Former U.S. Army supply depot "reclaimed" as urban farm for veterans

Nonprofits Alpha Omega Veterans Services and Memphis Tilth are teaming up to start a working urban farm at the former Memphis Defense Depot. The two-acre stead, located adjacent to Alpha Omega's housing facility for homeless veterans at 2226 Ball Road, will be used to teach veterans a variety of skills and provide horticultural therapy to those who are transitioning back into society after serving in combat.

“The main goal is to find a way to engage with veterans that live or are served by Alpha Omega in the project. There is going to be an education component, life skills and job skills,” said Chris Peterson, farm manager of the Alpha Omega Veterans Services urban farm.

The Alpha Omega-owned land will be used to grow produce and fruits. Clients will also maintain a chicken coop and beehives. Around 40 percent of what’s produced will be used by Alpha Omega facilities in Memphis. Three of their six locations serve up three meals a day to veterans.

Another 40 percent of the produce will be sold to Memphis Tilth’s Bring it Food Hub. The remaining 20 percent will be sold at farmers markets. Peace Bee Farm master beekeeper Richard Underhill Of Conway, Arkansas will help set up and advise on the hives. The urban farm has been in development for around nine months.

“This provides an opportunity to our clients for horticultural therapy. There is a lot of research that’s been done on the benefits of horticultural therapy for people suffering from the issues many veterans have,” said PZ Horton, chairman of Alpha Omega. 

Memphis Tilth will also teach classes about healthy eating while providing recipes and cooking classes for the veterans. Alpha Omega branded products such as pesto, salsa, and sauces, will be eventually produced in the kitchen and sold locally.

Over the past 30 years, Memphis-based Alpha Omega Veteran Services has worked with about 10,000 veterans. Its upcoming 2-acre farm in South Memphis will provide horticulture therapy for clients. (Kim Coleman)

“It’s another opportunity. Maybe someone doesn’t want to get out in the dirt, but enjoys cooking so there’s an opportunity to learn in a commercial kitchen,” said Horton.

Alpha Omega, founded 30 years ago, already offers spaces for clients to garden. In fact, the organization already has a small garden at the Defense Depot facility where residents cultivate tomatoes, greens, peas and okra along with blueberry bushes and fruit trees.

Alpha Omega currently has 45 clients living at the Defense Depot facility. Overall, 140 are housed in six Memphis facilities.

“Over those 30 years, we’ve had about 10,000 veterans come through our program. We’re proud of the program because we’ve had a 90 to 95 percent success rate. That’s people coming into the program and then moving back into society,” said Horton.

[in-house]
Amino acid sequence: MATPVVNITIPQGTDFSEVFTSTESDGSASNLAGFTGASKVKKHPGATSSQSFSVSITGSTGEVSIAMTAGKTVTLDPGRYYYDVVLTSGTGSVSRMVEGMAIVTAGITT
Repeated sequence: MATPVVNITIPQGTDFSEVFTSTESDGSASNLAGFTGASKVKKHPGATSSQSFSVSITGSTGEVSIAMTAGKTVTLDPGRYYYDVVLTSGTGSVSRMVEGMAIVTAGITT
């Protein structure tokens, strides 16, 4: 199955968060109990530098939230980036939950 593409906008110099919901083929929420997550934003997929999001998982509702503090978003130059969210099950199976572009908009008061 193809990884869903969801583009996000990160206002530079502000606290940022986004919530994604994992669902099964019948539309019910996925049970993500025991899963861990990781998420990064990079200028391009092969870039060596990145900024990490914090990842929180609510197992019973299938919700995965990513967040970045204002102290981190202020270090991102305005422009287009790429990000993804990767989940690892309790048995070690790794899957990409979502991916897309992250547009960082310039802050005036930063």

A lot of work needs to be done before the farm turns a profit. The land itself isn’t ideal farmland.

“Because the land is Bermuda grass and low-quality soil, there is significant work to be done before planting can be done in-ground,” said Peterson.

Peterson says the land at the Defense Depot has been tested and fully remediated as the site was once used to dispose of leaking mustard gas munitions post World War II. He actually remembers studying the site in an environmental ethics class at college.

“One of the nice things for me is I think it’s a really cool way to reclaim an area that was not so well used,” said Peterson.

For several years, Alpha Omega has offered gardening options for their clients. Those have mainly been small raised bed gardens that they tended on their own.

Unfortunately, the gardens didn’t engage the vets as hoped, which led Horton to the idea of an urban farm. Production on a real farm, meanwhile, will offer more than fresh air, manual work and healthy fare. It will provide marketable skills that clients can take with them when they move on from the program.

“There are the core skills of learning to grow and raise plants. We’ll have a greenhouse — that’s a viable business idea in its own right — to start and grow seedlings, whether for sale or for use in the garden. There are post-harvest handling skills that are transferable to other industries. There will be machinery that will need to be maintained. Animals that need to be taken care of. There are a lot of different kinds of skills that can be learned,” said Peterson.

Memphis Tilth holds a three-year contract to implement the project. It has done similar urban farm projects around town at St. Jude Children's Research Hospital and numerous community gardens.

“They [Memphis Tilth] are bringing community gardening, urban farming expertise to us,” said Horton.

Including Peterson, who was hired on as farm manager, there will be three full-time employees the first year. They will include an assistant farm manager/volunteer coordinator and a kitchen coordinator.

Raised beds will be built out and planted first around the end of March to early April after the last frost date.

Infrastructure will be needed to run the farm, too. A storage shed, the greenhouse, and a certified wash and pack area, for example, will be built by summer. The partners' hope is to get part of the inground planting done by the fall.

The first two years will include a lot of instruction for clients.  Alpha Omega, the primary funder of the program, will take over operations by end of the third year.

“In the military, you’ve heard of the term ‘esprit de corps’, that’s what we really want to accomplish with the farm. We want the guys to be involved with this and feel like it’s theirs,” said Horton.

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